Usually, the concentration of copper in lakes and rivers ranges from 0.5 to 1,000 ppb, with an average concentration of 10 ppb.
If you drink water that contains higher than normal levels of copper, you may experience nausea, vomiting, stomach cramps or diarrhea. High intakes of copper over the short term can cause liver and kidney damage and even death.
Long-term, drinking water tainted with leached copper can increase the risk of kidney disease and liver problems.
If human skin comes into contact with highly contaminated water, dermatitis and irritation can follow.
Currently, the EPA’s limit is 0.1 mg/L or 100 ppb. However, that number was called into question in 2008 and the EPA is currently reviewing literature that suggests that at 100 ppb chromium could be carcinogenic.
Fortunately, most lakes, streams and rivers have very low levels of lead: The EPA states that there are on average 5 parts of lead per billion parts of water in our drinking-water supply. Acidic water supplies increase the likelihood of lead exposure, as older pipes containing lead could be corroded. The EPA did not ban lead in consumer goods, including plumbing parts, until 1978, and it wasn’t until 1991 that it published the Lead and Copper Rule, which aimed to control lead in drinking water.
In January, the EPA revised the Safe Drinking Water Act to further limit the chance of lead exposure via drinking water. The new maximum allowable lead content of pipes, plumbing fittings and fixtures is 0.25 percent.
The EPA reports that people drinking water contaminated with more than that amount of mercury over long periods of time can suffer kidney damage. Blood pressure and heart rate increase with mercury exposure, and consuming mercury-tainted water can cause an upset stomach.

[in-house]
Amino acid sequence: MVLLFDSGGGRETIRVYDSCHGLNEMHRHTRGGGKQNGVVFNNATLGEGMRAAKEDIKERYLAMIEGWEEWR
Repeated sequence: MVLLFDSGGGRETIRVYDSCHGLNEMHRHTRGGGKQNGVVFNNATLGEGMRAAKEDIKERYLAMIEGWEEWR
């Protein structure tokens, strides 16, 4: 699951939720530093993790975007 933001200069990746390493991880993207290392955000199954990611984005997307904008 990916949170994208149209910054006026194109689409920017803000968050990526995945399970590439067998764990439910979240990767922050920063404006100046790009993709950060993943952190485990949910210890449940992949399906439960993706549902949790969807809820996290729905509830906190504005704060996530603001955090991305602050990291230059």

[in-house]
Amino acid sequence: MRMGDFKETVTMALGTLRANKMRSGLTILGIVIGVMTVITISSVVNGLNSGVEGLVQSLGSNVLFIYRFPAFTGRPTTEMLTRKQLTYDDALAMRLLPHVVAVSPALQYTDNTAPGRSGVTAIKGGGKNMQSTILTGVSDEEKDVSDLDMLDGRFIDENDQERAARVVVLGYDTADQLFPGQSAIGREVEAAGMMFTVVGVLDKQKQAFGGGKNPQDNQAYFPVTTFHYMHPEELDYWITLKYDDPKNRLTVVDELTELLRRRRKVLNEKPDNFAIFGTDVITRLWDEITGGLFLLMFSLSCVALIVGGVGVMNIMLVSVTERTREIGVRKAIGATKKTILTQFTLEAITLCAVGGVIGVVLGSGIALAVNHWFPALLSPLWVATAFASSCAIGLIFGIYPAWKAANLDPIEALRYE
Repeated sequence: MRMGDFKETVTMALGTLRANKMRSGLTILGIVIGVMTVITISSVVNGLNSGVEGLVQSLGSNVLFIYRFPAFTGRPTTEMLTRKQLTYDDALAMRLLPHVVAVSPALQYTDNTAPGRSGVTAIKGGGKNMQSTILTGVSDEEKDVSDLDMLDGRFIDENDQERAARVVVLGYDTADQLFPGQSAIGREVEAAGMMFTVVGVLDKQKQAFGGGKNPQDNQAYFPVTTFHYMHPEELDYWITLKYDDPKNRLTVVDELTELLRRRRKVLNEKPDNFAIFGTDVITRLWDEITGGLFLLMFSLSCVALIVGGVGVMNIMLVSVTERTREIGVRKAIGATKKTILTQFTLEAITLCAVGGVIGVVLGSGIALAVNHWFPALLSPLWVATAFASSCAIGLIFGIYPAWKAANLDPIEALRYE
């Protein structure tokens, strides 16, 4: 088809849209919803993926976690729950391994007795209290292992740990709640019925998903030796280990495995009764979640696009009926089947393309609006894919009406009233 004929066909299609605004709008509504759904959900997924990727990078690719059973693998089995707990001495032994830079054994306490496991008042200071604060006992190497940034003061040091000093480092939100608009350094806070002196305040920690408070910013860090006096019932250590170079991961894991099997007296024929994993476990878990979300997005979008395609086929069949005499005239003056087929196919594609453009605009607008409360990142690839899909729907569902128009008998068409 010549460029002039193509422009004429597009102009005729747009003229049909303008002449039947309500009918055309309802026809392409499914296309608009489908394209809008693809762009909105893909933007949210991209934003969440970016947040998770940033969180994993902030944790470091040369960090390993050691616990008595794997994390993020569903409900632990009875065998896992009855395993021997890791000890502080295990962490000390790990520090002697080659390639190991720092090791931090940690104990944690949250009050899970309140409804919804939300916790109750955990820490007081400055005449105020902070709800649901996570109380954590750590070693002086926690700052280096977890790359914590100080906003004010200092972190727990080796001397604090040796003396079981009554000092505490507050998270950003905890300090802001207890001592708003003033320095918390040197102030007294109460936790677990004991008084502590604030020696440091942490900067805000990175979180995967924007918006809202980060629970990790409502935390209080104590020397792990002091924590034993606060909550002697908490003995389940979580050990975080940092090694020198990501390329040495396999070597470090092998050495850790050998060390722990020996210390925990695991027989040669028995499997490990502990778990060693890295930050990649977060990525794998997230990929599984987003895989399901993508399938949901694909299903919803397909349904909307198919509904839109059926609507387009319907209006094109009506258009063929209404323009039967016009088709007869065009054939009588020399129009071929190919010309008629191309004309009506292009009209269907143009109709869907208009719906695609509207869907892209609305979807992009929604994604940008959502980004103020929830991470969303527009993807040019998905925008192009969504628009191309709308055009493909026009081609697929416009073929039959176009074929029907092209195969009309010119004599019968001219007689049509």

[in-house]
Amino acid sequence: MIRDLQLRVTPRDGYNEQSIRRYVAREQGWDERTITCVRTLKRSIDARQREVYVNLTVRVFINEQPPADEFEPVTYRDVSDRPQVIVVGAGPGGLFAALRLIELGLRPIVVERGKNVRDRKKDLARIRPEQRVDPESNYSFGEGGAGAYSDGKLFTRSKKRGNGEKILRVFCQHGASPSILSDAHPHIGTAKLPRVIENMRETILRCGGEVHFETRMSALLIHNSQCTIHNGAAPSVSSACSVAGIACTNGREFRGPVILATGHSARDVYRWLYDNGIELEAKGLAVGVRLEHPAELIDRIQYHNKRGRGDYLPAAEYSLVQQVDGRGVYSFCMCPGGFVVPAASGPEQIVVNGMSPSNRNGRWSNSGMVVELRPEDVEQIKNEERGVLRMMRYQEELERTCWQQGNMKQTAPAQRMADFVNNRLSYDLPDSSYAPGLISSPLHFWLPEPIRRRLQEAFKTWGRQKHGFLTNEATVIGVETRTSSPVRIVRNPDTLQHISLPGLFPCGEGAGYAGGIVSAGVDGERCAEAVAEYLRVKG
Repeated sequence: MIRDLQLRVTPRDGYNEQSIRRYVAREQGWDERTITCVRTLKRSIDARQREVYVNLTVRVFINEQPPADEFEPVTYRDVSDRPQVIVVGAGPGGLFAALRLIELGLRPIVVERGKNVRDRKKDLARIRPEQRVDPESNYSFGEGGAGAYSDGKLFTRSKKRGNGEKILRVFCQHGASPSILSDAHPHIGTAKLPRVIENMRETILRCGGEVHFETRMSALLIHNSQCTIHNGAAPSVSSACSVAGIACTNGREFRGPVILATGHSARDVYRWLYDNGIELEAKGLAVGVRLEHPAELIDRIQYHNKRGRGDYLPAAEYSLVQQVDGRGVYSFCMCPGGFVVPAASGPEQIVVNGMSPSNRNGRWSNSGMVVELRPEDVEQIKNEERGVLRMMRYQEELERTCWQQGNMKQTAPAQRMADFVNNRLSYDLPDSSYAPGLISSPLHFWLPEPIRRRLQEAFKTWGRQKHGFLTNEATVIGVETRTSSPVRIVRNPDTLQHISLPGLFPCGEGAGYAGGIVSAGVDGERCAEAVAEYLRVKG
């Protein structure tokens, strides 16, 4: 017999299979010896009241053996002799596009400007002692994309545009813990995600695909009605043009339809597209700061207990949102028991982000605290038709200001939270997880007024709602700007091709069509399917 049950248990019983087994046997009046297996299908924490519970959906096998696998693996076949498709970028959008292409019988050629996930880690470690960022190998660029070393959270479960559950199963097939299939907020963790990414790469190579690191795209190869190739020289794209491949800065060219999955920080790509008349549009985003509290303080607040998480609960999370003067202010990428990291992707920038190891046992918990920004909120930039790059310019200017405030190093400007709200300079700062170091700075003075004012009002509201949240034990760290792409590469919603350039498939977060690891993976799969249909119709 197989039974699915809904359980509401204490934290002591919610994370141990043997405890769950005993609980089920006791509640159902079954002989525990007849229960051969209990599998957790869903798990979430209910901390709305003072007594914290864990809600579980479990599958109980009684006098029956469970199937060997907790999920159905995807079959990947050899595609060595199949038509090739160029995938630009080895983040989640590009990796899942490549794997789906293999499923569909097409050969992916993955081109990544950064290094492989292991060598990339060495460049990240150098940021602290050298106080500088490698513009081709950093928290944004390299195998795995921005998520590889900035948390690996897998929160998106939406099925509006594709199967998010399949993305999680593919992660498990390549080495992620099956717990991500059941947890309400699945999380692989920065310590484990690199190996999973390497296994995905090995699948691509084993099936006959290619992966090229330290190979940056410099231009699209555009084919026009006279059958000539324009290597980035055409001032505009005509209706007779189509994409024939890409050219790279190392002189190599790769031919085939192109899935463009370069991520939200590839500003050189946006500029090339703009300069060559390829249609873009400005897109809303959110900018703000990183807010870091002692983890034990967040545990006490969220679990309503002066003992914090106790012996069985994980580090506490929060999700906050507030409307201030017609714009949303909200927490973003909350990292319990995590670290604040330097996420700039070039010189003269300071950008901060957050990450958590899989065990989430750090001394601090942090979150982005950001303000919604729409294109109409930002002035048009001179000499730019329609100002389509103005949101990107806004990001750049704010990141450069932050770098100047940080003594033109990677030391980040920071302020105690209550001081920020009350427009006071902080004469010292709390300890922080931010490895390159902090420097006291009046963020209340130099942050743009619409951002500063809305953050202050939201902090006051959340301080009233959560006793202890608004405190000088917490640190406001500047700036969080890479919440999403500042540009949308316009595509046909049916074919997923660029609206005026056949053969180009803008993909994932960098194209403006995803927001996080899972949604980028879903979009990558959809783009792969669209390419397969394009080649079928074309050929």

Mercury is bioaccumulative, meaning that fish exposed to it store the metal in their gills and amounts increase as it travels up the food chain. Because mercury is so poisonous to developing nervous systems and organs, pregnant women must be extra careful not to consume water or seafood tainted with mercury. High levels of mercury have been linked to low IQs, mental retardation and developmental delays in children exposed in utero, as well as central nervous-system disorders and blindness.
The EPA recommends that lakes, rivers and streams contain no more than 144 parts mercury per trillion (ppt) and is currently reviewing water quality criteria for mercury.
But there can be too much of a good thing. Like mercury, selenium is bioaccumulative. If humans ingest more than 500 mcgs per day (about 1/150th of a baby aspirin), they are at risk for hair loss, skin problems and nervous-system disorders. Fish are the most likely route for human exposure.
Recently, a long-term study of men taking 200 mcgs of selenium daily showed they had higher rates of aggressive prostate cancer then men taking a placebo.
The EPA’s maximum contaminant level is 50 ppb in drinking water.